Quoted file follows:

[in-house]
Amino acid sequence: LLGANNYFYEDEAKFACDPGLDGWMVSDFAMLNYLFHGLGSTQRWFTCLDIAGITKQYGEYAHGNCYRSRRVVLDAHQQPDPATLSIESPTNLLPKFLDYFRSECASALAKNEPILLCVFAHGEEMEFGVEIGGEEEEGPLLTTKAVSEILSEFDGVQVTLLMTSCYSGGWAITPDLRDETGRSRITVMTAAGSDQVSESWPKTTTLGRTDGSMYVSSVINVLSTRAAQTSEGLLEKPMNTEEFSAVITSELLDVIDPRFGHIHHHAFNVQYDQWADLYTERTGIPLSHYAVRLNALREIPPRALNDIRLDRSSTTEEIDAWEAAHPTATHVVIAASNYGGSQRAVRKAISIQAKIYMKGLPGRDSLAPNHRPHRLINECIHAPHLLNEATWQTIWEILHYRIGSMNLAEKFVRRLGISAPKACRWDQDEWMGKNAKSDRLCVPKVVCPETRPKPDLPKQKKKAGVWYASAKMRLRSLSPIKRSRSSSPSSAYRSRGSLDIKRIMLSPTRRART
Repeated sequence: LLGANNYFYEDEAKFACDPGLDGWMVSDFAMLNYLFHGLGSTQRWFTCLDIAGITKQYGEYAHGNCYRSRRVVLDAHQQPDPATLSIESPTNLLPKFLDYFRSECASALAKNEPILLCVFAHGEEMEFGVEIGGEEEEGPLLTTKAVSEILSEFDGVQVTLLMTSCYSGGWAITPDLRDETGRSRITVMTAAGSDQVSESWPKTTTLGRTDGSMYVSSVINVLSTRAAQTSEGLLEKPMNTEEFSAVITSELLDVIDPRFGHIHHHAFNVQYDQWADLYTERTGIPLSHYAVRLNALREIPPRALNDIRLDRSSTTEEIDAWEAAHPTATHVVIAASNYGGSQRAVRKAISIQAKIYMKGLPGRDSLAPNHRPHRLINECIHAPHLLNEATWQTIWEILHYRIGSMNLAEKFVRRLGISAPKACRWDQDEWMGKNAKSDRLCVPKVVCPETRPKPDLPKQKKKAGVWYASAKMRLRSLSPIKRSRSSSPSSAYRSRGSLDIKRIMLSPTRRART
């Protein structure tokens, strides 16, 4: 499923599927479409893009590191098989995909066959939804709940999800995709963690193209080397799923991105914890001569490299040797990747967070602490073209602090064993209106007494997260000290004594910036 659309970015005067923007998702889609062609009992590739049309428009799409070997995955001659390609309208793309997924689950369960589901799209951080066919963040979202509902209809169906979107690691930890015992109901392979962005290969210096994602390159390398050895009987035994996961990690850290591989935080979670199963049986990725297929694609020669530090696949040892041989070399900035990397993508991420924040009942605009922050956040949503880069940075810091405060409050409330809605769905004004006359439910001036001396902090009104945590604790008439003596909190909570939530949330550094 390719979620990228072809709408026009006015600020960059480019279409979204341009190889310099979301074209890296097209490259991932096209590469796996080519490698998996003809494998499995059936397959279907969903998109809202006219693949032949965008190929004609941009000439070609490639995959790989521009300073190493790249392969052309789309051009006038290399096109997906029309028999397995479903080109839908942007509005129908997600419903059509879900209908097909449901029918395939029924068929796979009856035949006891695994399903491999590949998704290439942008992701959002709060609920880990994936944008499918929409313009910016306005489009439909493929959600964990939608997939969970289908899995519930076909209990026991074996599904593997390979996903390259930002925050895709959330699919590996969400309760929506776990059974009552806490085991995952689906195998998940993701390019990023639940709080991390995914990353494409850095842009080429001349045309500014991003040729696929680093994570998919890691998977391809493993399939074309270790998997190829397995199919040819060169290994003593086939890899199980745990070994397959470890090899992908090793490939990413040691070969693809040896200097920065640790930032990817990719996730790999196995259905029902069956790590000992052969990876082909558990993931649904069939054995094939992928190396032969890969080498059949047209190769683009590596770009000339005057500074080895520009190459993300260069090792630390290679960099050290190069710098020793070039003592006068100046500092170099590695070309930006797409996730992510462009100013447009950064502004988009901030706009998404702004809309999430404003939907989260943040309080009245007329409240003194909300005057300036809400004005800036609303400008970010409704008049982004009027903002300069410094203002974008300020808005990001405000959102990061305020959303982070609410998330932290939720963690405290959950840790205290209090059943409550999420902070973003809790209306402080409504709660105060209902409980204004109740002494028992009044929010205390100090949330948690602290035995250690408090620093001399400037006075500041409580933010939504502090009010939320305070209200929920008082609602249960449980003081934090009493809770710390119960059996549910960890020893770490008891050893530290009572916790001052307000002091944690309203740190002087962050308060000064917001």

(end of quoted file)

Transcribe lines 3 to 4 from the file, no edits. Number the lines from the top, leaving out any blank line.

Repeated sequence: LLGANNYFYEDEAKFACDPGLDGWMVSDFAMLNYLFHGLGSTQRWFTCLDIAGITKQYGEYAHGNCYRSRRVVLDAHQQPDPATLSIESPTNLLPKFLDYFRSECASALAKNEPILLCVFAHGEEMEFGVEIGGEEEEGPLLTTKAVSEILSEFDGVQVTLLMTSCYSGGWAITPDLRDETGRSRITVMTAAGSDQVSESWPKTTTLGRTDGSMYVSSVINVLSTRAAQTSEGLLEKPMNTEEFSAVITSELLDVIDPRFGHIHHHAFNVQYDQWADLYTERTGIPLSHYAVRLNALREIPPRALNDIRLDRSSTTEEIDAWEAAHPTATHVVIAASNYGGSQRAVRKAISIQAKIYMKGLPGRDSLAPNHRPHRLINECIHAPHLLNEATWQTIWEILHYRIGSMNLAEKFVRRLGISAPKACRWDQDEWMGKNAKSDRLCVPKVVCPETRPKPDLPKQKKKAGVWYASAKMRLRSLSPIKRSRSSSPSSAYRSRGSLDIKRIMLSPTRRART
């Protein structure tokens, strides 16, 4: 499923599927479409893009590191098989995909066959939804709940999800995709963690193209080397799923991105914890001569490299040797990747967070602490073209602090064993209106007494997260000290004594910036 659309970015005067923007998702889609062609009992590739049309428009799409070997995955001659390609309208793309997924689950369960589901799209951080066919963040979202509902209809169906979107690691930890015992109901392979962005290969210096994602390159390398050895009987035994996961990690850290591989935080979670199963049986990725297929694609020669530090696949040892041989070399900035990397993508991420924040009942605009922050956040949503880069940075810091405060409050409330809605769905004004006359439910001036001396902090009104945590604790008439003596909190909570939530949330550094 390719979620990228072809709408026009006015600020960059480019279409979204341009190889310099979301074209890296097209490259991932096209590469796996080519490698998996003809494998499995059936397959279907969903998109809202006219693949032949965008190929004609941009000439070609490639995959790989521009300073190493790249392969052309789309051009006038290399096109997906029309028999397995479903080109839908942007509005129908997600419903059509879900209908097909449901029918395939029924068929796979009856035949006891695994399903491999590949998704290439942008992701959002709060609920880990994936944008499918929409313009910016306005489009439909493929959600964990939608997939969970289908899995519930076909209990026991074996599904593997390979996903390259930002925050895709959330699919590996969400309760929506776990059974009552806490085991995952689906195998998940993701390019990023639940709080991390995914990353494409850095842009080429001349045309500014991003040729696929680093994570998919890691998977391809493993399939074309270790998997190829397995199919040819060169290994003593086939890899199980745990070994397959470890090899992908090793490939990413040691070969693809040896200097920065640790930032990817990719996730790999196995259905029902069956790590000992052969990876082909558990993931649904069939054995094939992928190396032969890969080498059949047209190769683009590596770009000339005057500074080895520009190459993300260069090792630390290679960099050290190069710098020793070039003592006068100046500092170099590695070309930006797409996730992510462009100013447009950064502004988009901030706009998404702004809309999430404003939907989260943040309080009245007329409240003194909300005057300036809400004005800036609303400008970010409704008049982004009027903002300069410094203002974008300020808005990001405000959102990061305020959303982070609410998330932290939720963690405290959950840790205290209090059943409550999420902070973003809790209306402080409504709660105060209902409980204004109740002494028992009044929010205390100090949330948690602290035995250690408090620093001399400037006075500041409580933010939504502090009010939320305070209200929920008082609602249960449980003081934090009493809770710390119960059996549910960890020893770490008891050893530290009572916790001052307000002091944690309203740190002087962050308060000064917001």